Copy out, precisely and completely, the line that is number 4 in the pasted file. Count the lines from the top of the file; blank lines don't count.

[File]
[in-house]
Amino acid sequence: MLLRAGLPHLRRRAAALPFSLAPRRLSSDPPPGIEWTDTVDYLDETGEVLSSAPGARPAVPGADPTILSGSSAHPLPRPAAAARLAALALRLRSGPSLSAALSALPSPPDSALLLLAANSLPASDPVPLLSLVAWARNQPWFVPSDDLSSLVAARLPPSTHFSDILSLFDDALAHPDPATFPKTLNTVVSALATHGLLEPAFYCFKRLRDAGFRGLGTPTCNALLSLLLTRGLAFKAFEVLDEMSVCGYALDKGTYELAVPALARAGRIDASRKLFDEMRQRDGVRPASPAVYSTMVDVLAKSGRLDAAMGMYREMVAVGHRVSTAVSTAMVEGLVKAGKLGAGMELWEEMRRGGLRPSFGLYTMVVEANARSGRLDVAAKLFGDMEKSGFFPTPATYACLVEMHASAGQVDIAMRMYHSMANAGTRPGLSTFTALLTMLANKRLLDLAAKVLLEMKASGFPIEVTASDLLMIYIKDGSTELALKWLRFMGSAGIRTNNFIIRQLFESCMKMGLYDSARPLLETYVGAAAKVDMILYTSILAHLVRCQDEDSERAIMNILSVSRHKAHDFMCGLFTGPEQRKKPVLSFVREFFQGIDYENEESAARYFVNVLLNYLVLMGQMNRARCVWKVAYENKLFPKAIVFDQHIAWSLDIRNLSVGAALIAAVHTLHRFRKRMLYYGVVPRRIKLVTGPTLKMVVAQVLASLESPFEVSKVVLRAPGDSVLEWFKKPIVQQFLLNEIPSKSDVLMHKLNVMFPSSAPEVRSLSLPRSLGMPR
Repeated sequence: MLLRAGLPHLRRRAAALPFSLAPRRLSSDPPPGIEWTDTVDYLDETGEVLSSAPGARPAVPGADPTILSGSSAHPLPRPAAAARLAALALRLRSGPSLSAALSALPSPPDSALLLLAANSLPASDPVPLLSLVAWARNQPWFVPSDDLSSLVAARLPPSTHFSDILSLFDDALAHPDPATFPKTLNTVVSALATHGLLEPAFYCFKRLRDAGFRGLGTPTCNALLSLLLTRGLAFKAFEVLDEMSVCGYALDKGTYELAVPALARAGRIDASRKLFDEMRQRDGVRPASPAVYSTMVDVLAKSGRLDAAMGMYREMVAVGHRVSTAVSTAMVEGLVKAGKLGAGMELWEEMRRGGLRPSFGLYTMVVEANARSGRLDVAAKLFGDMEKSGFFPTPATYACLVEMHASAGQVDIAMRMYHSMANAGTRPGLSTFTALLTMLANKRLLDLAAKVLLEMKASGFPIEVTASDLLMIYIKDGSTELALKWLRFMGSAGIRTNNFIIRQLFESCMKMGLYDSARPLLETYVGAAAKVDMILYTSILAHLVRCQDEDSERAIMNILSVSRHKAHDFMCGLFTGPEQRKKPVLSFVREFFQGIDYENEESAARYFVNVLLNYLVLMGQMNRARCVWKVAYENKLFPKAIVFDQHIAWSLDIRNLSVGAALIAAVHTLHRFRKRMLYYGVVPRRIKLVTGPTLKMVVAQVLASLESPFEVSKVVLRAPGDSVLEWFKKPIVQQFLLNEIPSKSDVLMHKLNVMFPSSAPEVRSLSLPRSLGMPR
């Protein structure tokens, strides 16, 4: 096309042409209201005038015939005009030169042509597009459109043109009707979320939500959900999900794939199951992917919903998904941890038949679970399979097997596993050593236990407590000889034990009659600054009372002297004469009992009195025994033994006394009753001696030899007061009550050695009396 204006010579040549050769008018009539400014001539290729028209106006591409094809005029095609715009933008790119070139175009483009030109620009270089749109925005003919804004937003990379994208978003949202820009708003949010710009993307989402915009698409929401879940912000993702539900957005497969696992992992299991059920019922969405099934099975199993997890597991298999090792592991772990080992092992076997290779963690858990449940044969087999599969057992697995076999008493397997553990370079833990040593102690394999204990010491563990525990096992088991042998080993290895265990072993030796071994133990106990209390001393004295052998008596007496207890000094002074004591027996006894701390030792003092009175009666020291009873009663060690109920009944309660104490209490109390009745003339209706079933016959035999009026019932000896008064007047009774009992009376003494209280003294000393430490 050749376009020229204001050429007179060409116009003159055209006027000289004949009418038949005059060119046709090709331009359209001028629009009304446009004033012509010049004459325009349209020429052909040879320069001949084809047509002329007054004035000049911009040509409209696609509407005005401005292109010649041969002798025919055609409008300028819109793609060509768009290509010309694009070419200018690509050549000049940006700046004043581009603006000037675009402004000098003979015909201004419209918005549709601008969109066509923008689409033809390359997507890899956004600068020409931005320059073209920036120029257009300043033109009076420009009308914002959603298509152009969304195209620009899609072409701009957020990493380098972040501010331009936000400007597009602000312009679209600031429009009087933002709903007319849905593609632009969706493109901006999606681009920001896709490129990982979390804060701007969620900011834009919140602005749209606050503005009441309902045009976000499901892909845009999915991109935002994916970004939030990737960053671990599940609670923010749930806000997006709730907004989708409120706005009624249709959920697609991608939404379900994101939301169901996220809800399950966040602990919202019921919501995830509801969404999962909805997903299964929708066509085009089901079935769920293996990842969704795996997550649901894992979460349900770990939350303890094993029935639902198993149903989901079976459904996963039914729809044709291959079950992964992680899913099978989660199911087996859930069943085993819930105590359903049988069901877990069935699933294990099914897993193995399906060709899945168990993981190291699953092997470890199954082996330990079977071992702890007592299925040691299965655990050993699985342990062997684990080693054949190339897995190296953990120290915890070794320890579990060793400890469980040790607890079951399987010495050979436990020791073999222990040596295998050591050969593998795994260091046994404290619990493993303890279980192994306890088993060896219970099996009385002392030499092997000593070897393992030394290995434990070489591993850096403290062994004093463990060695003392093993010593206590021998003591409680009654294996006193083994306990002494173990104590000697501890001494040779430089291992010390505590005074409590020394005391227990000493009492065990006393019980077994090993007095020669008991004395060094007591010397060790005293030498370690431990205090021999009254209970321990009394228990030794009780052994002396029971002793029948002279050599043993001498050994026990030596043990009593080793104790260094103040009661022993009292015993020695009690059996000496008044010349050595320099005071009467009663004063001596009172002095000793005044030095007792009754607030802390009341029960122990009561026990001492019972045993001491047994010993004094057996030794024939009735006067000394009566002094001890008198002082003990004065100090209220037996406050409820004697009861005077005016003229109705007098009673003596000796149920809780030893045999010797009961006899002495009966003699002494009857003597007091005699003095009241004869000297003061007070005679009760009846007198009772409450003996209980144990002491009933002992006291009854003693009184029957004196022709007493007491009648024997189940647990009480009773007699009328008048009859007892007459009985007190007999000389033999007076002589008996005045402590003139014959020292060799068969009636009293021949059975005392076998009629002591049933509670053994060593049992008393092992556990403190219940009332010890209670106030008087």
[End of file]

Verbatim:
């Protein structure tokens, strides 16, 4: 096309042409209201005038015939005009030169042509597009459109043109009707979320939500959900999900794939199951992917919903998904941890038949679970399979097997596993050593236990407590000889034990009659600054009372002297004469009992009195025994033994006394009753001696030899007061009550050695009396 204006010579040549050769008018009539400014001539290729028209106006591409094809005029095609715009933008790119070139175009483009030109620009270089749109925005003919804004937003990379994208978003949202820009708003949010710009993307989402915009698409929401879940912000993702539900957005497969696992992992299991059920019922969405099934099975199993997890597991298999090792592991772990080992092992076997290779963690858990449940044969087999599969057992697995076999008493397997553990370079833990040593102690394999204990010491563990525990096992088991042998080993290895265990072993030796071994133990106990209390001393004295052998008596007496207890000094002074004591027996006894701390030792003092009175009666020291009873009663060690109920009944309660104490209490109390009745003339209706079933016959035999009026019932000896008064007047009774009992009376003494209280003294000393430490 050749376009020229204001050429007179060409116009003159055209006027000289004949009418038949005059060119046709090709331009359209001028629009009304446009004033012509010049004459325009349209020429052909040879320069001949084809047509002329007054004035000049911009040509409209696609509407005005401005292109010649041969002798025919055609409008300028819109793609060509768009290509010309694009070419200018690509050549000049940006700046004043581009603006000037675009402004000098003979015909201004419209918005549709601008969109066509923008689409033809390359997507890899956004600068020409931005320059073209920036120029257009300043033109009076420009009308914002959603298509152009969304195209620009899609072409701009957020990493380098972040501010331009936000400007597009602000312009679209600031429009009087933002709903007319849905593609632009969706493109901006999606681009920001896709490129990982979390804060701007969620900011834009919140602005749209606050503005009441309902045009976000499901892909845009999915991109935002994916970004939030990737960053671990599940609670923010749930806000997006709730907004989708409120706005009624249709959920697609991608939404379900994101939301169901996220809800399950966040602990919202019921919501995830509801969404999962909805997903299964929708066509085009089901079935769920293996990842969704795996997550649901894992979460349900770990939350303890094993029935639902198993149903989901079976459904996963039914729809044709291959079950992964992680899913099978989660199911087996859930069943085993819930105590359903049988069901877990069935699933294990099914897993193995399906060709899945168990993981190291699953092997470890199954082996330990079977071992702890007592299925040691299965655990050993699985342990062997684990080693054949190339897995190296953990120290915890070794320890579990060793400890469980040790607890079951399987010495050979436990020791073999222990040596295998050591050969593998795994260091046994404290619990493993303890279980192994306890088993060896219970099996009385002392030499092997000593070897393992030394290995434990070489591993850096403290062994004093463990060695003392093993010593206590021998003591409680009654294996006193083994306990002494173990104590000697501890001494040779430089291992010390505590005074409590020394005391227990000493009492065990006393019980077994090993007095020669008991004395060094007591010397060790005293030498370690431990205090021999009254209970321990009394228990030794009780052994002396029971002793029948002279050599043993001498050994026990030596043990009593080793104790260094103040009661022993009292015993020695009690059996000496008044010349050595320099005071009467009663004063001596009172002095000793005044030095007792009754607030802390009341029960122990009561026990001492019972045993001491047994010993004094057996030794024939009735006067000394009566002094001890008198002082003990004065100090209220037996406050409820004697009861005077005016003229109705007098009673003596000796149920809780030893045999010797009961006899002495009966003699002494009857003597007091005699003095009241004869000297003061007070005679009760009846007198009772409450003996209980144990002491009933002992006291009854003693009184029957004196022709007493007491009648024997189940647990009480009773007699009328008048009859007892007459009985007190007999000389033999007076002589008996005045402590003139014959020292060799068969009636009293021949059975005392076998009629002591049933509670053994060593049992008393092992556990403190219940009332010890209670106030008087």